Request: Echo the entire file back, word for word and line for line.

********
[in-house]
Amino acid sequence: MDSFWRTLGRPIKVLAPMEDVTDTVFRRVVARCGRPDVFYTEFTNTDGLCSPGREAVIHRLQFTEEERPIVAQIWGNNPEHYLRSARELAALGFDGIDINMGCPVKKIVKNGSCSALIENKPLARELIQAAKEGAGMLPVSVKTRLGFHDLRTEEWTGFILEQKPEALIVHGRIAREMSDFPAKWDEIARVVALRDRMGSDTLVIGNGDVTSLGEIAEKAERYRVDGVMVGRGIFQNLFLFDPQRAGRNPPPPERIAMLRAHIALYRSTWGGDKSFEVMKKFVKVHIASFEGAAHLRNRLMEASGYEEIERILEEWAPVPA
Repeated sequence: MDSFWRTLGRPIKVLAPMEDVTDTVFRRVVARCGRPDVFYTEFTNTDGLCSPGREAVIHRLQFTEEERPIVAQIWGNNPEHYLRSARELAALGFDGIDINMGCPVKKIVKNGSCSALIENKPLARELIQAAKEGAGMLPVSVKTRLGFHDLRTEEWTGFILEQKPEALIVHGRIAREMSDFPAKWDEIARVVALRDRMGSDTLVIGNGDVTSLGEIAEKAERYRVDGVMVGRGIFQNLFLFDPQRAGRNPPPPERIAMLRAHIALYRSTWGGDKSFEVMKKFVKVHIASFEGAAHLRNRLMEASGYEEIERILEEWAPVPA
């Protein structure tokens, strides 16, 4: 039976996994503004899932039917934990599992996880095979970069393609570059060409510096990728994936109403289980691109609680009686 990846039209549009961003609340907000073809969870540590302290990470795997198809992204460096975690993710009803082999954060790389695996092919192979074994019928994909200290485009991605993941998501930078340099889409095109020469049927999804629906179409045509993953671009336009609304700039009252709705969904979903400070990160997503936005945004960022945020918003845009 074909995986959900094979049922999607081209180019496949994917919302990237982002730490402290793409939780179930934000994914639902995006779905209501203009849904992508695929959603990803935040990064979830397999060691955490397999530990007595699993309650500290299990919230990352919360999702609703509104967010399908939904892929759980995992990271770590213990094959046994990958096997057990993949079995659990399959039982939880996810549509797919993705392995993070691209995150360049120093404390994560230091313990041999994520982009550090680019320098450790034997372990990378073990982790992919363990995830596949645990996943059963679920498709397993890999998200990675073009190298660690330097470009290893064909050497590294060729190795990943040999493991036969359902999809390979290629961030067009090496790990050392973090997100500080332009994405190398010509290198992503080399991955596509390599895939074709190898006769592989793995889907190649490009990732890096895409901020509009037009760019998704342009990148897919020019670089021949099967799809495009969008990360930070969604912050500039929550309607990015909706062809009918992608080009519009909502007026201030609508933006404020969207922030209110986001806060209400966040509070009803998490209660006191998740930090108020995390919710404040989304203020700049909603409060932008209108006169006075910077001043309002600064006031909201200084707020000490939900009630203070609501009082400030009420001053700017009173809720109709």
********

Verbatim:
[in-house]
Amino acid sequence: MDSFWRTLGRPIKVLAPMEDVTDTVFRRVVARCGRPDVFYTEFTNTDGLCSPGREAVIHRLQFTEEERPIVAQIWGNNPEHYLRSARELAALGFDGIDINMGCPVKKIVKNGSCSALIENKPLARELIQAAKEGAGMLPVSVKTRLGFHDLRTEEWTGFILEQKPEALIVHGRIAREMSDFPAKWDEIARVVALRDRMGSDTLVIGNGDVTSLGEIAEKAERYRVDGVMVGRGIFQNLFLFDPQRAGRNPPPPERIAMLRAHIALYRSTWGGDKSFEVMKKFVKVHIASFEGAAHLRNRLMEASGYEEIERILEEWAPVPA
Repeated sequence: MDSFWRTLGRPIKVLAPMEDVTDTVFRRVVARCGRPDVFYTEFTNTDGLCSPGREAVIHRLQFTEEERPIVAQIWGNNPEHYLRSARELAALGFDGIDINMGCPVKKIVKNGSCSALIENKPLARELIQAAKEGAGMLPVSVKTRLGFHDLRTEEWTGFILEQKPEALIVHGRIAREMSDFPAKWDEIARVVALRDRMGSDTLVIGNGDVTSLGEIAEKAERYRVDGVMVGRGIFQNLFLFDPQRAGRNPPPPERIAMLRAHIALYRSTWGGDKSFEVMKKFVKVHIASFEGAAHLRNRLMEASGYEEIERILEEWAPVPA
């Protein structure tokens, strides 16, 4: 039976996994503004899932039917934990599992996880095979970069393609570059060409510096990728994936109403289980691109609680009686 990846039209549009961003609340907000073809969870540590302290990470795997198809992204460096975690993710009803082999954060790389695996092919192979074994019928994909200290485009991605993941998501930078340099889409095109020469049927999804629906179409045509993953671009336009609304700039009252709705969904979903400070990160997503936005945004960022945020918003845009 074909995986959900094979049922999607081209180019496949994917919302990237982002730490402290793409939780179930934000994914639902995006779905209501203009849904992508695929959603990803935040990064979830397999060691955490397999530990007595699993309650500290299990919230990352919360999702609703509104967010399908939904892929759980995992990271770590213990094959046994990958096997057990993949079995659990399959039982939880996810549509797919993705392995993070691209995150360049120093404390994560230091313990041999994520982009550090680019320098450790034997372990990378073990982790992919363990995830596949645990996943059963679920498709397993890999998200990675073009190298660690330097470009290893064909050497590294060729190795990943040999493991036969359902999809390979290629961030067009090496790990050392973090997100500080332009994405190398010509290198992503080399991955596509390599895939074709190898006769592989793995889907190649490009990732890096895409901020509009037009760019998704342009990148897919020019670089021949099967799809495009969008990360930070969604912050500039929550309607990015909706062809009918992608080009519009909502007026201030609508933006404020969207922030209110986001806060209400966040509070009803998490209660006191998740930090108020995390919710404040989304203020700049909603409060932008209108006169006075910077001043309002600064006031909201200084707020000490939900009630203070609501009082400030009420001053700017009173809720109709």